China accused of blocking posts about student who alleges rape by billionaire

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Supporters of a Minnesota woman who alleged that she was raped by a Chinese billionaire while he was visiting his school campus claim that his social media posts in China were used to support their case. After being blocked.

Prominent Chinese feminist activists and students at the University of Minnesota allege that the Chinese social media app WeChat willfully target billionaire Richard Liu and his company, JD. that he raped a student in the university, star tribune informed of.

Jingyao Liu, now 25, is currently accusing the prominent Internet entrepreneur that during a school trip in 2018 – when the woman was a 21-year-old student – Richard Liu scolded her at a private dinner held at a Minneapolis restaurant. Drunk. before taking her back to his apartment and raping her.

According to court documents from the June hearing at Hennepin County District Court, Ms. Liu contacted a friend after the alleged incident and officers were called.

According to Mr. Liu, who is considered one of the richest men in China with a net worth of $10 billion forbes magazine, He was later arrested, but released within hours.

For his part, Mr. Liu, now 49, who has never been criminally charged, says the sex was consensual.

The county attorney’s office declined to charge him, saying “he didn’t find enough evidence” back in December 2018. However, a few months later, Ms. Liu escalated the case to Minnesota Civil Court, accusing Mr. Liu of sexual assault and battery. She is seeking more than $50,000 in damages.

While the story has been widely covered in the US, supporters of Ms Liu’s case are now alleging that her efforts to broadcast the proceedings, which are scheduled to go to jury trial this fall, were interrupted by WeChat. has gone.

independent The social media company reached out to WeChat for comment on the allegations leveled against it, but did not immediately hear back.

Xiaowen Liang, an outspoken Chinese feminist activist and New York-based lawyer, said in an interview star tribune That soon after he shared an article about the court case on WeChat, an instant-messaging site in China that rakes in a billion active users every month, he noticed something strange.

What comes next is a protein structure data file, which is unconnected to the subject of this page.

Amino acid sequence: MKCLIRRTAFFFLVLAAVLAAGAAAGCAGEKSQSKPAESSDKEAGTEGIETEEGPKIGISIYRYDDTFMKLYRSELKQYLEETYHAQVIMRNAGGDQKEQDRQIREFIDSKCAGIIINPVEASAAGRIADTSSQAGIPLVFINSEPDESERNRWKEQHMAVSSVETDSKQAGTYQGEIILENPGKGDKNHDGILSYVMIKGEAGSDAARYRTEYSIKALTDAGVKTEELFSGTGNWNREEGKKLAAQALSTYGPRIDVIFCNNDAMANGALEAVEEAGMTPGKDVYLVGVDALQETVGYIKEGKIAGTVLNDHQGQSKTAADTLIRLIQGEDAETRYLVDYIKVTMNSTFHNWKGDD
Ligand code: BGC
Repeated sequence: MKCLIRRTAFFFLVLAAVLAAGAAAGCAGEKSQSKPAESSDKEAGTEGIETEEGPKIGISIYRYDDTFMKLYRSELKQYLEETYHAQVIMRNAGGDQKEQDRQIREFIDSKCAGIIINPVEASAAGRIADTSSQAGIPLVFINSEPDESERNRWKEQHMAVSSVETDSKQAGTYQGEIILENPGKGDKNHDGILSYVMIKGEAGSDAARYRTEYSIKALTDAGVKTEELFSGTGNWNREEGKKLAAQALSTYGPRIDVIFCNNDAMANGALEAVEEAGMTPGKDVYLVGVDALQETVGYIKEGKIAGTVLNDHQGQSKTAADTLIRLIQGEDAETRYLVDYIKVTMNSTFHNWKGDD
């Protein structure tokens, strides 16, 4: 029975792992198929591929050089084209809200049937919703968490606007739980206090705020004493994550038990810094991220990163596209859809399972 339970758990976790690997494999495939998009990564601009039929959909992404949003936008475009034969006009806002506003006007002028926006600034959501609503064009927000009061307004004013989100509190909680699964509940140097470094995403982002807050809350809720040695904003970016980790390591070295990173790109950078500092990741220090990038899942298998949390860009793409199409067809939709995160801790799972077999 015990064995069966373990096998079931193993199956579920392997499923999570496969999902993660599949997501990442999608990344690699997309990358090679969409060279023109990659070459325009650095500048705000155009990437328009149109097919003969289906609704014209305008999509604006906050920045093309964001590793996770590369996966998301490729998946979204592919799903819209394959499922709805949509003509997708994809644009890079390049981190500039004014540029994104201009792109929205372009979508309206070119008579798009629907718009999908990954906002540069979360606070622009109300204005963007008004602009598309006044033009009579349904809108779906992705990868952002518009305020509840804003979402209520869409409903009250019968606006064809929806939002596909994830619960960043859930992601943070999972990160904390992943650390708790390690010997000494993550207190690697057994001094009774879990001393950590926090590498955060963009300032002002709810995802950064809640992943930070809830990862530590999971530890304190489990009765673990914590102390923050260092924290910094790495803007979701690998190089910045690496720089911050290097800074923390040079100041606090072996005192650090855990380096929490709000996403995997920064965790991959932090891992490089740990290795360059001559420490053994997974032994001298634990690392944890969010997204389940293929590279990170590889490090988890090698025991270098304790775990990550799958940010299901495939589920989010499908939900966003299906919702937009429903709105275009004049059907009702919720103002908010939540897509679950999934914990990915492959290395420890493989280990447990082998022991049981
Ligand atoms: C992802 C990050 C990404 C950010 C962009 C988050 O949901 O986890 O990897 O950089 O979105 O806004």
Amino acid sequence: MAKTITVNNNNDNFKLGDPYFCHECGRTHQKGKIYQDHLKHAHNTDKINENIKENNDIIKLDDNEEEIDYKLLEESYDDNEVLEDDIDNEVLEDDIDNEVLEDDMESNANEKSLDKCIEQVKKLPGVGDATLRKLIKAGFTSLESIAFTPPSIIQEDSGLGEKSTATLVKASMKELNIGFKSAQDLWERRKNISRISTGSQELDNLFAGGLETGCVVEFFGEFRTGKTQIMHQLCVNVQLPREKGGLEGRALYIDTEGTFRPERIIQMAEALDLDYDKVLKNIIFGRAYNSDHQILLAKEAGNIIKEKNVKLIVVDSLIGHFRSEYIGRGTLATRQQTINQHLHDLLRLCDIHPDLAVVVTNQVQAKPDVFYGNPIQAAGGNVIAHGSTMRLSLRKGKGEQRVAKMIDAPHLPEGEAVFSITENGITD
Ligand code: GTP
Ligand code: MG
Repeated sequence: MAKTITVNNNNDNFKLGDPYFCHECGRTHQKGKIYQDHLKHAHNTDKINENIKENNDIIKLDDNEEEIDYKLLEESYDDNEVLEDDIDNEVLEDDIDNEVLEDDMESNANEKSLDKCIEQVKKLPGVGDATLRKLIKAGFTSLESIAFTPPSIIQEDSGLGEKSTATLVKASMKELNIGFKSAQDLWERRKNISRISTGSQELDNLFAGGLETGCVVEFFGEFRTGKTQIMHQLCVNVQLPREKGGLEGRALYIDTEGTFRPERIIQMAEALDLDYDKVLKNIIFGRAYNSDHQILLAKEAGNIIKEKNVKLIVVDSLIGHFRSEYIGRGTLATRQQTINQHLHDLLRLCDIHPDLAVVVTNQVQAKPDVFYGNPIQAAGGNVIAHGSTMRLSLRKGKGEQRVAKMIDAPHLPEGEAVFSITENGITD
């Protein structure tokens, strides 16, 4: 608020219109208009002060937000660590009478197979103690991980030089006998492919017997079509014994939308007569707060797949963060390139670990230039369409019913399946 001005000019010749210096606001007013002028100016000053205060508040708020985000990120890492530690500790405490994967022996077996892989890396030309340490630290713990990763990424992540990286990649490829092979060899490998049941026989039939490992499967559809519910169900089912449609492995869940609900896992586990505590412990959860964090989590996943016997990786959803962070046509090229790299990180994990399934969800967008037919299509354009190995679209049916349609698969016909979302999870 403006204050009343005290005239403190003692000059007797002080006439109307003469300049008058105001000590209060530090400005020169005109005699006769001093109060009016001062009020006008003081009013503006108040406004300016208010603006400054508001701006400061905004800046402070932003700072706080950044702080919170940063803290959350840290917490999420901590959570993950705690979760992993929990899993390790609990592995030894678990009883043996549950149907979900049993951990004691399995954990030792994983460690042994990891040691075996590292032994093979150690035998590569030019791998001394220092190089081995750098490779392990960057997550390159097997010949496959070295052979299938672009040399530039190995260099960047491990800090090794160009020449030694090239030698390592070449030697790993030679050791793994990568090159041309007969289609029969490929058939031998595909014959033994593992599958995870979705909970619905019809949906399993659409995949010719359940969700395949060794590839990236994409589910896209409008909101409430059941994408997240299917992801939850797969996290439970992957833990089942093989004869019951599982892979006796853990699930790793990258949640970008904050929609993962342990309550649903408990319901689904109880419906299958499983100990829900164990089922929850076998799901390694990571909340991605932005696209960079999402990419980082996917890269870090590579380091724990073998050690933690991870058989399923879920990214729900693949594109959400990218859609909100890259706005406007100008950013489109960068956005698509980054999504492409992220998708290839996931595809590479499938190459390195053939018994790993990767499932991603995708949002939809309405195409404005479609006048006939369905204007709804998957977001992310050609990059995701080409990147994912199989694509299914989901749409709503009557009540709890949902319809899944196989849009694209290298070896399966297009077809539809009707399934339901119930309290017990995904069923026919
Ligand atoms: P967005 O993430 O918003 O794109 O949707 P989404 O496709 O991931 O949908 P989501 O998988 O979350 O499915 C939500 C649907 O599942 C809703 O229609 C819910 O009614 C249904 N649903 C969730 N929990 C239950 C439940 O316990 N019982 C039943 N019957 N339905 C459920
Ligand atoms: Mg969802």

Although the article had garnered 100,000 views in the short time it went live, it was blocked soon after, becoming her own WeChat account.

“I lost over 2,000 contacts,” she told the Minnesota-based paper. “Over the past few years, the Chinese government has been cracking down on MeToo activists and Chinese feminists in China,” she said. “More and more women are paying attention to the movement and are very vocal on the Chinese media. On the other hand, the censorship against young women activists is becoming more and more severe.”

Another student, who asked the newspaper to refrain from using her name for fear of reprisal, told her how after copying and sharing Ms. Liang’s article in her own post, her post was also blocked. was done. And he, like the original poster, was out of his account for two weeks.

Both Ms. Liu’s supporters say they found a note on the app that said “it is being reported by users and … violates the cyber security law of the People’s Republic of China.”

At one time, one of’s most important investors was Tencent, the same Chinese conglomerate that runs WeChat, where posts about court proceedings against Mr. Liu have been allegedly blocked.

according to star tribune Reporting, as recently as December 2021, the multinational corporation reduced its investment in from 17 percent to just 2.3 percent.

independent Mr. Liu’s company reached out to for comment on allegations that supporters of the University of Minnesota student’s court case were being silenced by WeChat, but did not immediately hear back.

And although Mr. Liu described Tencent’s owner, Pony Ma, as a good friend during a May statement, a spokesperson for told star tribune that any suggested relationship between the companies of the two businessmen is “absolutely false”.

“Any implication that Mr. Liu or the company has insight, knowledge or control over what content is allowed to be shared on WeChat is clearly false and defamatory,” a company spokesperson wrote in an email. star tribune,

“This conspiracy theory is the latest desperate attempt to divert attention from the facts and evidence of the case — which would prove the allegations are false,” he said, stressing that Tencent is no longer an investor in

It’s recently accused of shutting down important accounts of a high-powered person…

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